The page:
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Despite overwhelming poverty and significant racial prejudice in the rural South, the Mississippi Choctaws managed, over the course of a century and a half, to maintain their ethnic identity, persuade the Office of Indian Affairs to provide them with services and lands, create a functioning tribal government, and establish a prosperous and stable reservation economy. The Choctaws’ struggle against segregation in the 1950s and 1960s is an overlooked story of the civil rights movement, and this study of white supremacist support for Choctaw tribalism considerably complicates our understanding of southern history. Choctaw Resurgence in Mississippi traces the Choctaw’s remarkable tribal rebirth, attributing it to their sustained political and social activism.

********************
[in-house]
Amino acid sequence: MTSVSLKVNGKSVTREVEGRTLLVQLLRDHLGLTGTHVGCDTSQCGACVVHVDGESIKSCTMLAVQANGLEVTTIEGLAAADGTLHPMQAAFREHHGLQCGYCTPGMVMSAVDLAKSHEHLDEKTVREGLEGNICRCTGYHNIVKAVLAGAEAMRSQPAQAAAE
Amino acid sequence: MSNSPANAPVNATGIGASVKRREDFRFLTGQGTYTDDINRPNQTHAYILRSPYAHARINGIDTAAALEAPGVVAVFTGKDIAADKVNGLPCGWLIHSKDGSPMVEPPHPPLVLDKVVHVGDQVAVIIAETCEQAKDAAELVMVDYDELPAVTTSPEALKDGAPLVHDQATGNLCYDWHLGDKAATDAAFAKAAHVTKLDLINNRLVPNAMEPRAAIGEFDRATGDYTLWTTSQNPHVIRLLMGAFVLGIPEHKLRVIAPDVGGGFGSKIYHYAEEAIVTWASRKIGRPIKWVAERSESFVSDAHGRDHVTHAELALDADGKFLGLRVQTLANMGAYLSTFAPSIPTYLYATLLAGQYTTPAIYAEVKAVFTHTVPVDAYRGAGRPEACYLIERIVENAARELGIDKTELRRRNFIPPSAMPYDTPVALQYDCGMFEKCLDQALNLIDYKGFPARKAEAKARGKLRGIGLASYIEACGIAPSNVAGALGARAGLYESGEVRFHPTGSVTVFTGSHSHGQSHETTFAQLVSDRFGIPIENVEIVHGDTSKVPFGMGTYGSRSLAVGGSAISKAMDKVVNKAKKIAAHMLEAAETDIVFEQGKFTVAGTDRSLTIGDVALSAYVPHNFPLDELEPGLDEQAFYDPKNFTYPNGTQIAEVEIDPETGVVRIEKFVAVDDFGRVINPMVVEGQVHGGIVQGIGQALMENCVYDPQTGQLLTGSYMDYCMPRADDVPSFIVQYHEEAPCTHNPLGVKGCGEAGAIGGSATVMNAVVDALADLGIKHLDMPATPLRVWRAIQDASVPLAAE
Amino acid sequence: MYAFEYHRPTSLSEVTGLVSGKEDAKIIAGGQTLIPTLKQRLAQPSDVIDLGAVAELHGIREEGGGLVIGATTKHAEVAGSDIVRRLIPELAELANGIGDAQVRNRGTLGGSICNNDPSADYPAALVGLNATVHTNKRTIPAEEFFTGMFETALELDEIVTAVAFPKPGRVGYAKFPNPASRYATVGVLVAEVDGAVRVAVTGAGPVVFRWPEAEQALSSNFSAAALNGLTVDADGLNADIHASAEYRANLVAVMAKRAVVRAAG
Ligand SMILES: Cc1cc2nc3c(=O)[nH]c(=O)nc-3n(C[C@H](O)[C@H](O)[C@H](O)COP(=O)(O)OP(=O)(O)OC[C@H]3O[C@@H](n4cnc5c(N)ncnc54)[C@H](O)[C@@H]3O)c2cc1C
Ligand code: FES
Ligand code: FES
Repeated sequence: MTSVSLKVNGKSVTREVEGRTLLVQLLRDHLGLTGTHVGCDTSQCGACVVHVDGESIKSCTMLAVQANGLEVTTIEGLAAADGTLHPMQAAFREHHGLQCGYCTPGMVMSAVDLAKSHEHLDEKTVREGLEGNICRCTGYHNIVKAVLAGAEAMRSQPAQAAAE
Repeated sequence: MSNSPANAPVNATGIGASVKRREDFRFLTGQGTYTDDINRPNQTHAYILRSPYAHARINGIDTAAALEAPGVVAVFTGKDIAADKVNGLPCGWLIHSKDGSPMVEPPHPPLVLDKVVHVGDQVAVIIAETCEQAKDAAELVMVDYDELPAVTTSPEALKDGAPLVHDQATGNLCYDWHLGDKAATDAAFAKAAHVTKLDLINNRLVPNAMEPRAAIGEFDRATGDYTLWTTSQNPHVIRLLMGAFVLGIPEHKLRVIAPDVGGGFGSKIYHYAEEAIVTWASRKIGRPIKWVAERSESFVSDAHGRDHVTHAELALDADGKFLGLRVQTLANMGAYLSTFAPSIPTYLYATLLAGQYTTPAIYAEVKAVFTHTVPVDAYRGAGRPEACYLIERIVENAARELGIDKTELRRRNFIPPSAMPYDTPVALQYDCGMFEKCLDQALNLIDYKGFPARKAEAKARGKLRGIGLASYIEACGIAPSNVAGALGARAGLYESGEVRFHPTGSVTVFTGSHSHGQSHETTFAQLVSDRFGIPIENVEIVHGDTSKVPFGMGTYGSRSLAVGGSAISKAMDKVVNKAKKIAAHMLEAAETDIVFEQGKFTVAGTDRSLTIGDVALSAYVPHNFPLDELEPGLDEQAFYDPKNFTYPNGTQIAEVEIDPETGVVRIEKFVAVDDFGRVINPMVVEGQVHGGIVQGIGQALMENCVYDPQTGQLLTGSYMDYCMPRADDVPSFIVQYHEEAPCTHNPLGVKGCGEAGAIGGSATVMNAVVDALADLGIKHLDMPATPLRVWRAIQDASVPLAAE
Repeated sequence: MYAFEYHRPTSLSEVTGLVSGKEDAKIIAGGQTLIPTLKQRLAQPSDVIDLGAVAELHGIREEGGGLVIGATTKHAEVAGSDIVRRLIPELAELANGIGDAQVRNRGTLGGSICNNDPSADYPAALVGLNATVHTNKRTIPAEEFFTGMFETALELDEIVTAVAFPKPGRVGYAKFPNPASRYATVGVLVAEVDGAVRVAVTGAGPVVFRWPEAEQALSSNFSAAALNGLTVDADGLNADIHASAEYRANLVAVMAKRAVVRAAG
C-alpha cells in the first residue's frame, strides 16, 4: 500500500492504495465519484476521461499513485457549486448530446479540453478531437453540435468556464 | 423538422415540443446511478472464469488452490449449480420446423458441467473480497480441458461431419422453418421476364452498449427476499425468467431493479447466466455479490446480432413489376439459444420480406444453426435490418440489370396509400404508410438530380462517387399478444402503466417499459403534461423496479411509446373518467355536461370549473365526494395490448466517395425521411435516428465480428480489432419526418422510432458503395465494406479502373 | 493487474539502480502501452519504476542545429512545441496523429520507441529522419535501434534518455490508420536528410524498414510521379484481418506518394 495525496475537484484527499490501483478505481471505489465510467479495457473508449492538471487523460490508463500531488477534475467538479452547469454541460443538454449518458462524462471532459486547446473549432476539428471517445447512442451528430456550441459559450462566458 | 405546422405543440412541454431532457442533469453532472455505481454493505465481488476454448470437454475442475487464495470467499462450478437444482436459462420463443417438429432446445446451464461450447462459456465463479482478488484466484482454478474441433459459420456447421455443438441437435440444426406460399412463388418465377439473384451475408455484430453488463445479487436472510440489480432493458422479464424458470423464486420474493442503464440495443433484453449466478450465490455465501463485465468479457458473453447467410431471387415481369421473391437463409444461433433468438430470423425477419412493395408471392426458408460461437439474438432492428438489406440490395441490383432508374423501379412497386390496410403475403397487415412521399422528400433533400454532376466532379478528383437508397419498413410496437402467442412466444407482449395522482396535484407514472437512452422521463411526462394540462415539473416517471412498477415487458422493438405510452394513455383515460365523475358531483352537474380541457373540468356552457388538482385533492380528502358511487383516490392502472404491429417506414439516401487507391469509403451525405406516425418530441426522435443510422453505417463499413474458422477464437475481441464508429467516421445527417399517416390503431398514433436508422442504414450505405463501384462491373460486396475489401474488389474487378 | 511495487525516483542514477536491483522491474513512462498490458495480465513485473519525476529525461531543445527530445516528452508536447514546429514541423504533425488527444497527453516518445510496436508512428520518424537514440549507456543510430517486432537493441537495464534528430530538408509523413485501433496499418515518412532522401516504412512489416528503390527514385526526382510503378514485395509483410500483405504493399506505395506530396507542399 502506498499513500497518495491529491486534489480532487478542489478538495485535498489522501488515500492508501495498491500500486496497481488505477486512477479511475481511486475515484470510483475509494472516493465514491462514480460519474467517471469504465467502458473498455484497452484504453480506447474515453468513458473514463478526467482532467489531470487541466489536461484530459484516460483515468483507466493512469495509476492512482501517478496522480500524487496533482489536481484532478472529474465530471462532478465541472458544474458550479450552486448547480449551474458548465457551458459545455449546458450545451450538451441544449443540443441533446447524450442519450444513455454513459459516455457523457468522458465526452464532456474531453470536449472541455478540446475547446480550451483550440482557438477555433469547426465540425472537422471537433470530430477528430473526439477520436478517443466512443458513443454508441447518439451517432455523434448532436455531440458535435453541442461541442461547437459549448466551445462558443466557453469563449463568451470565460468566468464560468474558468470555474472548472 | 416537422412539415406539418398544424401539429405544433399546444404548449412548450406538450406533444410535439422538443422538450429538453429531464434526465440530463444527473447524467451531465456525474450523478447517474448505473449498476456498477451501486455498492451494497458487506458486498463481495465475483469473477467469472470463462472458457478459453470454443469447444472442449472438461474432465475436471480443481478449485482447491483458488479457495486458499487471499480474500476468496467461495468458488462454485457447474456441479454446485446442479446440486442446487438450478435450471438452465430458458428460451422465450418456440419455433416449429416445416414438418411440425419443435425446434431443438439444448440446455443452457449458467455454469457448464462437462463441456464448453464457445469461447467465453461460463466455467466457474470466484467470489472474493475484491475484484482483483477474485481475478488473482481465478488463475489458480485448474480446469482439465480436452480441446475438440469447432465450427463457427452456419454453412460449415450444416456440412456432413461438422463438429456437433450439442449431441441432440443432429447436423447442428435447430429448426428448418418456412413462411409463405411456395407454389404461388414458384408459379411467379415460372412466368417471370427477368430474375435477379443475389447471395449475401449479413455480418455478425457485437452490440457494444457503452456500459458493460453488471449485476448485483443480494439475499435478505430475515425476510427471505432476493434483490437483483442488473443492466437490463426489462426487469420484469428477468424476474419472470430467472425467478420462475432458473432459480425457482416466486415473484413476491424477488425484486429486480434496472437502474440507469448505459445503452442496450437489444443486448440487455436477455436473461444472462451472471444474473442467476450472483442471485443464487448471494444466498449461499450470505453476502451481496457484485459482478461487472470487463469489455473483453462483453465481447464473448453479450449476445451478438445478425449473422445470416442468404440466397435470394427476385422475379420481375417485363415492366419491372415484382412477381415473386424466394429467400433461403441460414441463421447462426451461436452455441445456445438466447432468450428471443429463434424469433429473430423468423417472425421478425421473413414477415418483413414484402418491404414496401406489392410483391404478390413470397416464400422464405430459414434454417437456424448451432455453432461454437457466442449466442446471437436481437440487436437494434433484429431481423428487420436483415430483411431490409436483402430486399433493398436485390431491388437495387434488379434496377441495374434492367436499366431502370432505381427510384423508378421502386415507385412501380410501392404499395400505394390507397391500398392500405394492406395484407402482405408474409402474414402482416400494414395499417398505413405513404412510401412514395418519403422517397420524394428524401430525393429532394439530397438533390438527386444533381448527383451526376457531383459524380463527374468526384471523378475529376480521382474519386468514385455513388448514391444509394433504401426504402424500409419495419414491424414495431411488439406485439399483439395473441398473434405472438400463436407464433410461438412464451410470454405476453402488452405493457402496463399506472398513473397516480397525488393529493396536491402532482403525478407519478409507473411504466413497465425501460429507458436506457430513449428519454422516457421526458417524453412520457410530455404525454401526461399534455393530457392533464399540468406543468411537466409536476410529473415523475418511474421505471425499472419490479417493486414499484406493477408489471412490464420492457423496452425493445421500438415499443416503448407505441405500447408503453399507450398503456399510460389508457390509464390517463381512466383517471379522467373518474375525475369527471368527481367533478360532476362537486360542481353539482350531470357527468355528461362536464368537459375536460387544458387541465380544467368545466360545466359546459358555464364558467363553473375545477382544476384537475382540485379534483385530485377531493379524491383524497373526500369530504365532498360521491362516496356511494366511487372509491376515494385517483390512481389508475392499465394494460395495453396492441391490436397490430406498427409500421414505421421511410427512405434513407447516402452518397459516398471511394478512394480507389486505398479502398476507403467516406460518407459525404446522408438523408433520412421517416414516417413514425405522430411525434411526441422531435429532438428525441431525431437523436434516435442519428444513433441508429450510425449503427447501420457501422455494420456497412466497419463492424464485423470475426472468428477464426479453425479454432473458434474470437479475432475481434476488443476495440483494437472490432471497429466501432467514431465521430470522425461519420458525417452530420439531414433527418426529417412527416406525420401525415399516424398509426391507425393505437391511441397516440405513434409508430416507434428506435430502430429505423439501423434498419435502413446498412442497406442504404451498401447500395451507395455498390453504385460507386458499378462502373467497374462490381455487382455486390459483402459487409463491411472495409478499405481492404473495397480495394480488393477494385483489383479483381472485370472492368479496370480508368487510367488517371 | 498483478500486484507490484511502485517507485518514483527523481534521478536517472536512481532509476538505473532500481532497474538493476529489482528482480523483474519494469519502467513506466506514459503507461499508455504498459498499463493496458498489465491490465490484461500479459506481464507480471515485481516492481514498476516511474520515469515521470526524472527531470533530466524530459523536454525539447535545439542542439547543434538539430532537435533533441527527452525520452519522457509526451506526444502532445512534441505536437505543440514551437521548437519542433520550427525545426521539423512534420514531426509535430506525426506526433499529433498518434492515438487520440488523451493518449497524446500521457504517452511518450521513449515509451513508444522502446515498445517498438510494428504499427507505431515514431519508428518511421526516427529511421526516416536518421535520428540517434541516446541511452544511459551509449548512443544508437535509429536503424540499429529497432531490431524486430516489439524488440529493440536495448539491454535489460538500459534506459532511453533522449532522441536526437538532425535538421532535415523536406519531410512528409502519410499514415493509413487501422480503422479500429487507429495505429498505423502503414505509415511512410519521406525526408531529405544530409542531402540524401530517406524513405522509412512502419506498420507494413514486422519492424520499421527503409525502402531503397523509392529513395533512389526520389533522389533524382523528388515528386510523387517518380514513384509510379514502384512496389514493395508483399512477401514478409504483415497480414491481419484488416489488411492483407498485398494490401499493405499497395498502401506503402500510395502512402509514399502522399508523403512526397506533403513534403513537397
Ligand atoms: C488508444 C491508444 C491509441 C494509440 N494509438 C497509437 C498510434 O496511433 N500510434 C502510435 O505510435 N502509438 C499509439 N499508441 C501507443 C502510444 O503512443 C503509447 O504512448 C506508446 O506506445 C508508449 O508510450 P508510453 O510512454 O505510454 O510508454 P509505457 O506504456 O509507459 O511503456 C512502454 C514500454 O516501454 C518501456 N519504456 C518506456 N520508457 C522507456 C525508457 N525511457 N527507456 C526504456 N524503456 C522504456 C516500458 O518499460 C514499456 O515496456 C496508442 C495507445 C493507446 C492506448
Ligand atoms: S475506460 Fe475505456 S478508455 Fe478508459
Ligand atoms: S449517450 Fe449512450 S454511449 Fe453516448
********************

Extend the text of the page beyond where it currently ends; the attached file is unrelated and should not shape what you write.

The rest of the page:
Katherine M. B. Osburn is an associate professor of history at Arizona State University. She is the author of Southern Ute Women: Autonomy and Assimilation on the Reservation, 1885–1934 (Nebraska, 2008).
“In this extensively researched book, Osburn presents a compelling history of the Mississippi Choctaws and sheds new light on these often forgotten people.”—Sheri M. Shuck-Hall, author of Journey to the West: The Alabama and Coushatta Indians
“Choctaw Resurgence in Mississippi rests on extraordinary amounts of newly uncovered sources, with an unusually high degree of originality.”—Ted Ownby, Center for the Study of Southern Culture, University of Mississippi.